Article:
Exterior window shutters have a long history gracing windows before glass was readily available or affordable. Wood shutters served to protect the window opening, provide privacy, add additional insulation during winter and block the sun in the summer. As window technology has improved, shutters are used less for these purposes and more as a decorative feature for your home’s exterior.
Shutters are available in operable and non-operable styles. Design selection, sizing and installation is very important for operable shutters, especially for maintaining historical accuracy. If you have a home that calls for operable exterior shutters or if you have an older home and you want historically correct shutters, come see us to discuss your options. We would really want to see your home as part of the shutter selection process.
Here are a few tips for selecting shutters for your home:
Match Your Shutter To Your Home Style
The shutter that is historically accurate for a Victorian home is not the same shutter for an Arts and Crafts home. Check out homes in your neighborhood and decide which style works best for your home. Many of today’s architectural styles are based on historic styles, so keep your home facade true to it’s architectural style.
Louvered – Historically accurate installation will call for louvers to offer rain protection when closed. We’ve become so accustomed to shutters remaining open that today’s louvered shutters are often installed so that rain protection is provided when open. Not exactly useful, but visually, we’ve grown to accept this look. Louvers can be fixed or movable and can be designed as full louvered or louvered/panel combination.
Board and Batten – Generally consisting of several boards mounted vertically with horizontal or “Z” cross bracing and traditionally used on barn-styled homes for a rustic country feel.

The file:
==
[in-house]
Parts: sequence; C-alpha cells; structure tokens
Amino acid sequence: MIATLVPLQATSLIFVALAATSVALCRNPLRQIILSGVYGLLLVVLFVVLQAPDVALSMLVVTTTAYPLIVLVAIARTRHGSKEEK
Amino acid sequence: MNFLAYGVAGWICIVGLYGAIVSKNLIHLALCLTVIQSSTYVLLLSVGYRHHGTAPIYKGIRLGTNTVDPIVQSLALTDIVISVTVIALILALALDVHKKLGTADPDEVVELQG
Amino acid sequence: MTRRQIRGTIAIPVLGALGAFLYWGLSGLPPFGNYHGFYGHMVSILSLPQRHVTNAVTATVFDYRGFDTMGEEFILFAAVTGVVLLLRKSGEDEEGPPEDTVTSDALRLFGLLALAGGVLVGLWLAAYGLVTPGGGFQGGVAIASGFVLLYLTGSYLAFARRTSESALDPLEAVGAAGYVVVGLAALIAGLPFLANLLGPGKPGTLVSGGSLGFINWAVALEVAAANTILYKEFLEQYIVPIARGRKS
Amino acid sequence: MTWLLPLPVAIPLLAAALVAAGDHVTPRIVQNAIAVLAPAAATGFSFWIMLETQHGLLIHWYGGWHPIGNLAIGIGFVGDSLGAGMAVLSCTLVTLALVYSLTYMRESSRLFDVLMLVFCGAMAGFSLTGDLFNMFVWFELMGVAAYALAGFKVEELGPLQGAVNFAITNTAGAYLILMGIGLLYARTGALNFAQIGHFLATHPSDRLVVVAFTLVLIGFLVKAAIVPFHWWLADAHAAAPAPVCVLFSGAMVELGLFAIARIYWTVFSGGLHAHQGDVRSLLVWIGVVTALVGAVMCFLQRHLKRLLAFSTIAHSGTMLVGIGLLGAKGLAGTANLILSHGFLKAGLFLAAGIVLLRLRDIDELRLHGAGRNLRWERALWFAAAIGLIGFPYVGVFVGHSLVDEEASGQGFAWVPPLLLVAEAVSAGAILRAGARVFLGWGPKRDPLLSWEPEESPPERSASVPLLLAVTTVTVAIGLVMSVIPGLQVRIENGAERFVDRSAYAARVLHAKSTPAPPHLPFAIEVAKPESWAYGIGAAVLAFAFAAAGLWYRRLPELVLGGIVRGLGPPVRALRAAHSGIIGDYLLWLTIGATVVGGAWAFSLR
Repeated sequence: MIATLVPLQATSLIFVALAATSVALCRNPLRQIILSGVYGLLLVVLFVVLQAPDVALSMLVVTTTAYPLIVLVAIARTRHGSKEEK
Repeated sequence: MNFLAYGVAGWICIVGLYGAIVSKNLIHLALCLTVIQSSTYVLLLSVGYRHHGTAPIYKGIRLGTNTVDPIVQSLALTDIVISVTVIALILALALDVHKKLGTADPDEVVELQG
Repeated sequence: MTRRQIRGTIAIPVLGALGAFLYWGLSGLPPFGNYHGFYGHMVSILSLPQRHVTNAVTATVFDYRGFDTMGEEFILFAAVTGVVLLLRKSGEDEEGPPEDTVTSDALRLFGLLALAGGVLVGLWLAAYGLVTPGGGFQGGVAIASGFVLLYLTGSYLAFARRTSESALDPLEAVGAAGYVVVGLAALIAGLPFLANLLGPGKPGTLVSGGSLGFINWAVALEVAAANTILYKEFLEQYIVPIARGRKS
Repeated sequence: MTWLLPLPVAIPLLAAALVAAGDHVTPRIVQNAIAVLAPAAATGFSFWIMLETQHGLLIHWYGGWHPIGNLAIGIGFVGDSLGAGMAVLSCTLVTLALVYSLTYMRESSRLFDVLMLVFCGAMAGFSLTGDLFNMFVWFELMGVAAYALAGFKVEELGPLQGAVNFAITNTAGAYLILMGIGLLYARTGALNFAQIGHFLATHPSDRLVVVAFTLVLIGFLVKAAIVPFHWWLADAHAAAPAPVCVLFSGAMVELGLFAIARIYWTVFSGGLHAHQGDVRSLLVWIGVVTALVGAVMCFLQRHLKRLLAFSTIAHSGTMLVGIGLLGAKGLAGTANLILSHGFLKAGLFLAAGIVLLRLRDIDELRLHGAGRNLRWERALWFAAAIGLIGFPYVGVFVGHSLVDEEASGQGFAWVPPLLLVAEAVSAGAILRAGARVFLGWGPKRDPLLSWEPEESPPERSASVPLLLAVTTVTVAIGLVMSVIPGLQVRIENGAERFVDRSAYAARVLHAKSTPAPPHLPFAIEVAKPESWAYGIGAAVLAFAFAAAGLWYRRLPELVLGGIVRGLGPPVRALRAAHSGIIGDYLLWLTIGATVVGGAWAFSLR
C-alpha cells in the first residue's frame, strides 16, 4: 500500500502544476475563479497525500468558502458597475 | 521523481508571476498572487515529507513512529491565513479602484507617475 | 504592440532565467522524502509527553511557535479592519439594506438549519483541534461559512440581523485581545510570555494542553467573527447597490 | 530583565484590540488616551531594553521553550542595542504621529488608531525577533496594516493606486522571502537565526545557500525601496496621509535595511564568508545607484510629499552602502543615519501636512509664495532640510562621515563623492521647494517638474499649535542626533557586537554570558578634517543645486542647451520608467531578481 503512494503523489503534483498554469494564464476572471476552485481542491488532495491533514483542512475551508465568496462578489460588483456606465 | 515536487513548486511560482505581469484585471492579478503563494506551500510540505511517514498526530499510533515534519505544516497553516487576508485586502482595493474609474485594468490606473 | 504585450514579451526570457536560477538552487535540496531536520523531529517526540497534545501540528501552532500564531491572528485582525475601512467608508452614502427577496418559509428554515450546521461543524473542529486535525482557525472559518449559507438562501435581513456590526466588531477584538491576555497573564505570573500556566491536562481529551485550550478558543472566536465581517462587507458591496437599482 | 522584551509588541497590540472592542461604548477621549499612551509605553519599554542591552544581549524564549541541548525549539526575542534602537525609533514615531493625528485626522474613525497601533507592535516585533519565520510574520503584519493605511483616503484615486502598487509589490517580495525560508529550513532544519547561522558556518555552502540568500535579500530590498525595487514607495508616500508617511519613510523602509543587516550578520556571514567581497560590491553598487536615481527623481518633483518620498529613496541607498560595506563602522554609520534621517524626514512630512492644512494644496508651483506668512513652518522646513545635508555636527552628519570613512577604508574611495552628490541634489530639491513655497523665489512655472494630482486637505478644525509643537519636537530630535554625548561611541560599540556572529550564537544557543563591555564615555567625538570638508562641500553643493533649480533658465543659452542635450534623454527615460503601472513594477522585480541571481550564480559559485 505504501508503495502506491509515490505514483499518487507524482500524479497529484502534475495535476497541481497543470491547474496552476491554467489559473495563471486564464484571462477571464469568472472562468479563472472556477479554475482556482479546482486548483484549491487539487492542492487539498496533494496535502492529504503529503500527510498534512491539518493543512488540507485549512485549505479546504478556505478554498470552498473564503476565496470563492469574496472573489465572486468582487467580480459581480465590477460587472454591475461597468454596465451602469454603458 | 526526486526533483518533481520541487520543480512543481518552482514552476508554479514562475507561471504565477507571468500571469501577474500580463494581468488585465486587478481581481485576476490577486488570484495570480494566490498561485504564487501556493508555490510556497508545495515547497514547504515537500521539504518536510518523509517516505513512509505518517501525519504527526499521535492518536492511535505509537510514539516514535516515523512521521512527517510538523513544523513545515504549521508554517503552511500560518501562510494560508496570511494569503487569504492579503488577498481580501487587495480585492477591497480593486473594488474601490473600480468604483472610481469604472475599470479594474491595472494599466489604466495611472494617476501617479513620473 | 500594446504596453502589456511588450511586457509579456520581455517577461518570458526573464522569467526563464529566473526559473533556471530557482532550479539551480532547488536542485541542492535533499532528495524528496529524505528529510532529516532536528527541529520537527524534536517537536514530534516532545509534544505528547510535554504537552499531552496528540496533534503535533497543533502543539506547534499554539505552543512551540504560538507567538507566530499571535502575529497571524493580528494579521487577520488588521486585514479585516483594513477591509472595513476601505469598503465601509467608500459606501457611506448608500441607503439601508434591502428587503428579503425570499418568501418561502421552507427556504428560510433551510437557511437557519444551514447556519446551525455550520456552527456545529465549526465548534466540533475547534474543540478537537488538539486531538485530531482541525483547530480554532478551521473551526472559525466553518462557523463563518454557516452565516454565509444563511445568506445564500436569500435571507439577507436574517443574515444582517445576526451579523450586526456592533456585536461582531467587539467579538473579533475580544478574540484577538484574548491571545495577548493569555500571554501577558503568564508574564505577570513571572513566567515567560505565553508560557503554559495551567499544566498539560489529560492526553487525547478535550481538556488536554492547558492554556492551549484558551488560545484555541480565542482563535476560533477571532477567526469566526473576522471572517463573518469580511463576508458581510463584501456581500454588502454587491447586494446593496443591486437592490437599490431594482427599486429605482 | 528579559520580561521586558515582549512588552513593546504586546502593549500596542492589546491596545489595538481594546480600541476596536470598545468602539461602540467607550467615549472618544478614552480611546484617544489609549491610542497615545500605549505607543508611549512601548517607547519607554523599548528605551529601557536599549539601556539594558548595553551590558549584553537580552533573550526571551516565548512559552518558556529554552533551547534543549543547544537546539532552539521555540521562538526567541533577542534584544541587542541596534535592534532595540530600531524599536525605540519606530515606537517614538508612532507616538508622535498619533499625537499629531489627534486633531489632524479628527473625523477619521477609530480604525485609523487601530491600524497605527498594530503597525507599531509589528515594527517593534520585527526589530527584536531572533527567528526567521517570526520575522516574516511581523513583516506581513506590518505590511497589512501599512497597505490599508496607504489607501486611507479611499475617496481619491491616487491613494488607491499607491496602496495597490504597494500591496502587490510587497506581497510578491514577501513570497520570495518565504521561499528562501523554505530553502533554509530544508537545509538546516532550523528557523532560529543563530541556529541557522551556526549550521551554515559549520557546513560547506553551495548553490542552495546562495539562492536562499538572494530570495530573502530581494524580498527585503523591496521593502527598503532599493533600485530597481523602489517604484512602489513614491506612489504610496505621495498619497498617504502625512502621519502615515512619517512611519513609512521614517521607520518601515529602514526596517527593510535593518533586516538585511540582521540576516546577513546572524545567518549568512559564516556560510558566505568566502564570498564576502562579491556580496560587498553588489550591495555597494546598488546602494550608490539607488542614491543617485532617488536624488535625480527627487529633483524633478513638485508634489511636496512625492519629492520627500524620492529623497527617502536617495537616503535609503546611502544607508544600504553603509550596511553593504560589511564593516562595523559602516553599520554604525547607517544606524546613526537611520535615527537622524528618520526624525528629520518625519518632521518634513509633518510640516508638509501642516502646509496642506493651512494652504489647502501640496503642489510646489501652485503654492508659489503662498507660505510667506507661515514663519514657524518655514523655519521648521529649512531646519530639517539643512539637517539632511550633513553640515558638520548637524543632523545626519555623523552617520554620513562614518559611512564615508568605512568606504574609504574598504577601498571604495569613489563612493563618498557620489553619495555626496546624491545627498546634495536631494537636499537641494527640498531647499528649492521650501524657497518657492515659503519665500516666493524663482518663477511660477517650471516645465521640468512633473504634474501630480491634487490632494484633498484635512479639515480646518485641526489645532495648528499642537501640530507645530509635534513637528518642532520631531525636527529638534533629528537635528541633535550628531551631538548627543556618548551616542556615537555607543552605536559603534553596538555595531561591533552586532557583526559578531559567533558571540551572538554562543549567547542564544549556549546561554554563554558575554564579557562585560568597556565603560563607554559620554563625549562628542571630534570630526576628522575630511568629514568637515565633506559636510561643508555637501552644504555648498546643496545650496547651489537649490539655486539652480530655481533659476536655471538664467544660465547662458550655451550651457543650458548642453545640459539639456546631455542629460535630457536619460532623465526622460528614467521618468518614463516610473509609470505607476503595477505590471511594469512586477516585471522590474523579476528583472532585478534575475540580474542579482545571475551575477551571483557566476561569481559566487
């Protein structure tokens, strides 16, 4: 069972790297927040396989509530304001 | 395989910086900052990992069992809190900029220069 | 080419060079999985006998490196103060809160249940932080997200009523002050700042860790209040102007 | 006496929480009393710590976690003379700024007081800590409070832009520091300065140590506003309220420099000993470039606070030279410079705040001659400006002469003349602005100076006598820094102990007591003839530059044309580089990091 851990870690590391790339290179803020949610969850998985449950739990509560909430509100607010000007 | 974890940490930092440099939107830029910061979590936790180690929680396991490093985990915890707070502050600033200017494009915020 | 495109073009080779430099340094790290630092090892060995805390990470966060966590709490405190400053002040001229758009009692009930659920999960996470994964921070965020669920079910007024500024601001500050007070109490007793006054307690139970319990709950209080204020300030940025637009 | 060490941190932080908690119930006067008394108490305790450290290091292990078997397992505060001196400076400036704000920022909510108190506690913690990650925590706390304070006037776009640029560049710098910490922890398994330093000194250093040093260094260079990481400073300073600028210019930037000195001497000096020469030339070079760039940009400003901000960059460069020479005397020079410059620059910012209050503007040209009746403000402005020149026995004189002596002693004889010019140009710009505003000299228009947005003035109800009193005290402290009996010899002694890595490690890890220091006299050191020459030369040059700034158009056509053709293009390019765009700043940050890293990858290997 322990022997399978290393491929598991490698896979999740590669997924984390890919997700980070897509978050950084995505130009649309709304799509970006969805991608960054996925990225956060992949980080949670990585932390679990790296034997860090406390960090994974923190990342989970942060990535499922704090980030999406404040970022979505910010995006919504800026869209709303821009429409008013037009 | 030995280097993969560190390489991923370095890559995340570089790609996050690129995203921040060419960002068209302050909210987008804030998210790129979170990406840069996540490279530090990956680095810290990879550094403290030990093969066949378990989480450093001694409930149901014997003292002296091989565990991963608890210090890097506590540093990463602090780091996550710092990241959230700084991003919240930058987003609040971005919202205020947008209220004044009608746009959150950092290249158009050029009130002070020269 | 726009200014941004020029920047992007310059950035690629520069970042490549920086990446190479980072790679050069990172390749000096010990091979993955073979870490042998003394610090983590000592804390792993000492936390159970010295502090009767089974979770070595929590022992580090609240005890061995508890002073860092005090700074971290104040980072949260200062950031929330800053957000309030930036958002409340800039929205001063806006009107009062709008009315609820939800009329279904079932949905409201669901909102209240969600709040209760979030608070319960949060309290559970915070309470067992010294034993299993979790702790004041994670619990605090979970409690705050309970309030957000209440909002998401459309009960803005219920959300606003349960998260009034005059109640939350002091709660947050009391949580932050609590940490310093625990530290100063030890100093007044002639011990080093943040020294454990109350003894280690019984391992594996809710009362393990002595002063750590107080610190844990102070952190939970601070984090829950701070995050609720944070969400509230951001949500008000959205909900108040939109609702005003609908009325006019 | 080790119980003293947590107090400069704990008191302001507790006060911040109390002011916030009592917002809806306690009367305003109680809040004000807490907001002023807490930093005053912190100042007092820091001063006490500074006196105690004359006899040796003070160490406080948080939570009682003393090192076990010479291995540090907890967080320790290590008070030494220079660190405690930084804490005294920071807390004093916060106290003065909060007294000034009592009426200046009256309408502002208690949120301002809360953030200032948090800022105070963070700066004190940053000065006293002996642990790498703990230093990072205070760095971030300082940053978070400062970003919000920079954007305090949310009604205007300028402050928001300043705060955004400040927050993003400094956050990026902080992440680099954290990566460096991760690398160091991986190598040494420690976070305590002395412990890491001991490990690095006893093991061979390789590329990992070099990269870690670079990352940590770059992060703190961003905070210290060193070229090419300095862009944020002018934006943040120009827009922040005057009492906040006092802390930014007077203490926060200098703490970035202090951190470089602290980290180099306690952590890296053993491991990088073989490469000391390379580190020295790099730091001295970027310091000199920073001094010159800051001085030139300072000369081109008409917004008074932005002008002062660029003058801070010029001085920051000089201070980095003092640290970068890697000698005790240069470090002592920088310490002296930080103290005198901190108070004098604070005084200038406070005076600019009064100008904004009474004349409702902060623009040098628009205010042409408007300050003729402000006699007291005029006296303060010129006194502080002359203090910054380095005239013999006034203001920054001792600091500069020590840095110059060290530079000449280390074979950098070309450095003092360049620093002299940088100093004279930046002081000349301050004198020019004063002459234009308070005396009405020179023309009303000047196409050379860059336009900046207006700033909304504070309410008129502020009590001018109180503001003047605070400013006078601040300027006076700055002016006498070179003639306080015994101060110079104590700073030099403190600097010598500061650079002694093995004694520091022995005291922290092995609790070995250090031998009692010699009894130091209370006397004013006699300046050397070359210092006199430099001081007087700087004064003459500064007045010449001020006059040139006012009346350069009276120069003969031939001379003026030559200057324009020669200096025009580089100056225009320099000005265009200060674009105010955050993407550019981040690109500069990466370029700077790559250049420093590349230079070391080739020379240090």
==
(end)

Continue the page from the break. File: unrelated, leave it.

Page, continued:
Solid Panel and Raised Panel – Panel shutters are identified by the number of panels on each shutter. Three panel shutters generally have a small panel on top, a larger panel in the middle and the largest panel on the bottom. Panel sizes can differ based on the size of the shutter.
Bermuda or Bahama – These shutters are mounted much like an awning over the window. Generally found in coastal areas, bermuda shutters offer a Caribbean style with protection from the hot rays of the sun.
Correctly Size Your Shutters
Shutters should be sized to cover the window if closed and convey the believable appearance of actually being usable even if theyare non-operable. Also, the shutters should mirror image the window. Rails should line up with the lock rail, transom, muntin or other architectural elements of the window. Often, we see shutters mounted upside down…probably a careless reinstall after painting or maintenance.
Select A Material That Suits Your Lifestyle
Shutters are available in a variety of materials including wood, pultruded fiberglass, high density structural PVC and other composite materials. Wood provides an authentic look and many people love the unique character multiple coats of paint give a old wooden shutter. Shutters can be made with from woods such as cedar, cypress and African mahogany for decay-resistance while composite materials can offer you freedom from painting and other maintenance.
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